The hunt for a new Botswana Railways (BR) Chief Executive officer (CEO) has intensified following the BR’s engagement of a consultancy firm.
A local consultancy firm has been working with the company’s board in the recruitment process, appraising the merits of shortlisted applicants.
The Minister of Transport and Communications, Nonofo Molefhi, remained tight lipped on who would possibly replace axed CEO Taolo Sebonego, who left the corporation under a cloud.
BR Board Member and Chairperson of the Human Resources Committee, Lesedi Moakofhi, told Sunday Standard that the interview phase had been completed and the candidate is expected to assume the role once all the stakeholders had been consulted as per the requirement of the BR Act.
“The BR Board confirms that the advert attracted a high number of applicants from candidates with diverse backgrounds,” said Moakofhi.
He stated that to ensure continuity in the business operations, the Board appointed Dominic Ntwaagae as the acting CEO effective 1st October 2011 until the substantive CEO is appointed. She further revealed that the contract is for three years, with an option for renewal for a further two years.
“The BR CEO, like in any other parastatals, is charged with strategy and policy implementation, business growth, profitability and the establishment of BR as a self-sustaining, viable and market driven commercial enterprise, inclusive of its subsidiaries,” she explained.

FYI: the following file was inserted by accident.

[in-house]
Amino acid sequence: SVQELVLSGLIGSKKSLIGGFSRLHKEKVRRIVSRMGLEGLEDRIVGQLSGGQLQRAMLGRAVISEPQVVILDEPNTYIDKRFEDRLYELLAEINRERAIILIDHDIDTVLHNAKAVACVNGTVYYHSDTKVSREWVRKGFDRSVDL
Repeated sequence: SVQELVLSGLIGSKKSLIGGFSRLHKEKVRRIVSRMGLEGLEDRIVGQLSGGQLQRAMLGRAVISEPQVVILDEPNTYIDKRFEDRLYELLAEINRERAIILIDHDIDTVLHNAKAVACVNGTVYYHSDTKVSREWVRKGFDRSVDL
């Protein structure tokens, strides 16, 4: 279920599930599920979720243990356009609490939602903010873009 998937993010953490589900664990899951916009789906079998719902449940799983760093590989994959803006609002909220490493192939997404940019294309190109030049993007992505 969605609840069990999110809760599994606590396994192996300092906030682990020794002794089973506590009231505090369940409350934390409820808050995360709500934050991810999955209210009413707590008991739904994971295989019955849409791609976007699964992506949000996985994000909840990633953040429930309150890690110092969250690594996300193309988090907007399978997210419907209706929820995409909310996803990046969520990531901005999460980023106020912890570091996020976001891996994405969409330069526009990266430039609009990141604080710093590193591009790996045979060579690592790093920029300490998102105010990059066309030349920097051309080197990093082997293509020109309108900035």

Moakofhi said that the contract for the former CEO Taolo Sebonego ended on September 30, 2011. She added that the recruitment process has since ensued and involved a rigorous phased approach to identify a suitable candidate for the position.
Minister Molefhi is expected to take the recommended name of the applicant from the BR Board of Directors to the Cabinet. ┬áMoakofhi added that the intention is to fill the BR top post as soon as possible.
Former BR CEO Taolo Sebonego left the position at the end of September 2011, making the BR top post vacant for the past four months. ┬áSebonego was appointed to the plum post in February 2009 after an acting stint following the departure of Andrew Lunga.
Lunga’s stint at the helm of the BR was mired in controversies, ranging from the stoppage of the passenger train service to issues of corruption and maladministration, which at some point attracted the Directorate on Corruption and Economic Crime (DCEC).
BR Board Chairperson Raymond Watson has also remained tight lipped as to who would replace Sebonego. He did not reveal any information about the hunt for the new CEO, referring queries to the BR public relations department.
The new boss is also expected to identify areas of weaknesses and initiate remedial measures, make contributions to streamlining of operations, systems and achieve reasonable return on investments.